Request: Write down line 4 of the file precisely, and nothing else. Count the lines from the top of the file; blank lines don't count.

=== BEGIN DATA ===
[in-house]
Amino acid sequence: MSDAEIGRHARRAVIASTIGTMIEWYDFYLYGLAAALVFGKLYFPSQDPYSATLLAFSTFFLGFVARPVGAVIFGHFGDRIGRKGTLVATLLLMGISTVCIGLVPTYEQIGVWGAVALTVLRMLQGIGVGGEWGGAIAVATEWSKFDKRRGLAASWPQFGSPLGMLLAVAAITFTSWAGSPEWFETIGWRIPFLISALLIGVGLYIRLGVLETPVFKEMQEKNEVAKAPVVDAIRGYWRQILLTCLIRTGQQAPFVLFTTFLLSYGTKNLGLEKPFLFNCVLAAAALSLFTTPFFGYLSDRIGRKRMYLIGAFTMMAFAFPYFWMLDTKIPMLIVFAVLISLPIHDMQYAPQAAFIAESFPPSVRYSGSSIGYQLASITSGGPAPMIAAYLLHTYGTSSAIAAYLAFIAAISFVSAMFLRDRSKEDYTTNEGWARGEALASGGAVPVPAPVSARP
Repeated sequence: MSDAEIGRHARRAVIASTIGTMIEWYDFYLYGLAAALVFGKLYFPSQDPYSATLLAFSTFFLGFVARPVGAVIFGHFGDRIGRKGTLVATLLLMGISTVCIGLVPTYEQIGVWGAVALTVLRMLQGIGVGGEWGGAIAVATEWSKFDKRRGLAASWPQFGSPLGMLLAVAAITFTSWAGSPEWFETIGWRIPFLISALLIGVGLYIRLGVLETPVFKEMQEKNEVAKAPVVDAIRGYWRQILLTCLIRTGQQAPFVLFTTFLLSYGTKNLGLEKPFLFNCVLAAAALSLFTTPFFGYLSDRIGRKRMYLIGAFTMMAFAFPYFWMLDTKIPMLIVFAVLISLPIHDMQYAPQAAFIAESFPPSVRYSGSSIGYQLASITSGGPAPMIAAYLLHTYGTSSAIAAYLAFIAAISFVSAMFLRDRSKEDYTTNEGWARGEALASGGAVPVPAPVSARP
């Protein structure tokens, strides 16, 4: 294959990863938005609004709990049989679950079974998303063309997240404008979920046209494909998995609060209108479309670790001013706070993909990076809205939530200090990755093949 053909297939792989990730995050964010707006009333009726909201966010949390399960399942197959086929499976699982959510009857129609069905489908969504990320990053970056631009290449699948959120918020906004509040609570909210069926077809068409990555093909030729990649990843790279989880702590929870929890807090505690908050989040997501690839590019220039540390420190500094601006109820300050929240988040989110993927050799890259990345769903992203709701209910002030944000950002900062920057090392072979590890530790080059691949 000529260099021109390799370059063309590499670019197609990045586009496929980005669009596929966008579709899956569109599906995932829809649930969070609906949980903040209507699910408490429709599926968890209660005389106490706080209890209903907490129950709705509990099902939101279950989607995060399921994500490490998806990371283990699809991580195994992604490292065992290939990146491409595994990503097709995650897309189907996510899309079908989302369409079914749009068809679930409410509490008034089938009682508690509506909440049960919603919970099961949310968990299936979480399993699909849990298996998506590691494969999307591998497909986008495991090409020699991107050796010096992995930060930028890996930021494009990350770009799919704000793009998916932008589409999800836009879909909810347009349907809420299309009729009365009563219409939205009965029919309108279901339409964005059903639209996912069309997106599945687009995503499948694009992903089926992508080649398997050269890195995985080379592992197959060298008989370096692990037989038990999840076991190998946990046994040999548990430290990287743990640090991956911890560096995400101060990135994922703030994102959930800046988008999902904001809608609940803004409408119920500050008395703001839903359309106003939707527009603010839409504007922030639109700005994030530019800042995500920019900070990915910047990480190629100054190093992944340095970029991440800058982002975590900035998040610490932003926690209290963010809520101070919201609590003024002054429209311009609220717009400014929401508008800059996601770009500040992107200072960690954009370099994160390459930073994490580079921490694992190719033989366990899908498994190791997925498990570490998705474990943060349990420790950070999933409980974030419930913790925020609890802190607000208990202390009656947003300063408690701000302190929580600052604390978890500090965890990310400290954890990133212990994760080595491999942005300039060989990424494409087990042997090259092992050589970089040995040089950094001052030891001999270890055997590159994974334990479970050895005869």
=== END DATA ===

């Protein structure tokens, strides 16, 4: 294959990863938005609004709990049989679950079974998303063309997240404008979920046209494909998995609060209108479309670790001013706070993909990076809205939530200090990755093949 053909297939792989990730995050964010707006009333009726909201966010949390399960399942197959086929499976699982959510009857129609069905489908969504990320990053970056631009290449699948959120918020906004509040609570909210069926077809068409990555093909030729990649990843790279989880702590929870929890807090505690908050989040997501690839590019220039540390420190500094601006109820300050929240988040989110993927050799890259990345769903992203709701209910002030944000950002900062920057090392072979590890530790080059691949 000529260099021109390799370059063309590499670019197609990045586009496929980005669009596929966008579709899956569109599906995932829809649930969070609906949980903040209507699910408490429709599926968890209660005389106490706080209890209903907490129950709705509990099902939101279950989607995060399921994500490490998806990371283990699809991580195994992604490292065992290939990146491409595994990503097709995650897309189907996510899309079908989302369409079914749009068809679930409410509490008034089938009682508690509506909440049960919603919970099961949310968990299936979480399993699909849990298996998506590691494969999307591998497909986008495991090409020699991107050796010096992995930060930028890996930021494009990350770009799919704000793009998916932008589409999800836009879909909810347009349907809420299309009729009365009563219409939205009965029919309108279901339409964005059903639209996912069309997106599945687009995503499948694009992903089926992508080649398997050269890195995985080379592992197959060298008989370096692990037989038990999840076991190998946990046994040999548990430290990287743990640090991956911890560096995400101060990135994922703030994102959930800046988008999902904001809608609940803004409408119920500050008395703001839903359309106003939707527009603010839409504007922030639109700005994030530019800042995500920019900070990915910047990480190629100054190093992944340095970029991440800058982002975590900035998040610490932003926690209290963010809520101070919201609590003024002054429209311009609220717009400014929401508008800059996601770009500040992107200072960690954009370099994160390459930073994490580079921490694992190719033989366990899908498994190791997925498990570490998705474990943060349990420790950070999933409980974030419930913790925020609890802190607000208990202390009656947003300063408690701000302190929580600052604390978890500090965890990310400290954890990133212990994760080595491999942005300039060989990424494409087990042997090259092992050589970089040995040089950094001052030891001999270890055997590159994974334990479970050895005869």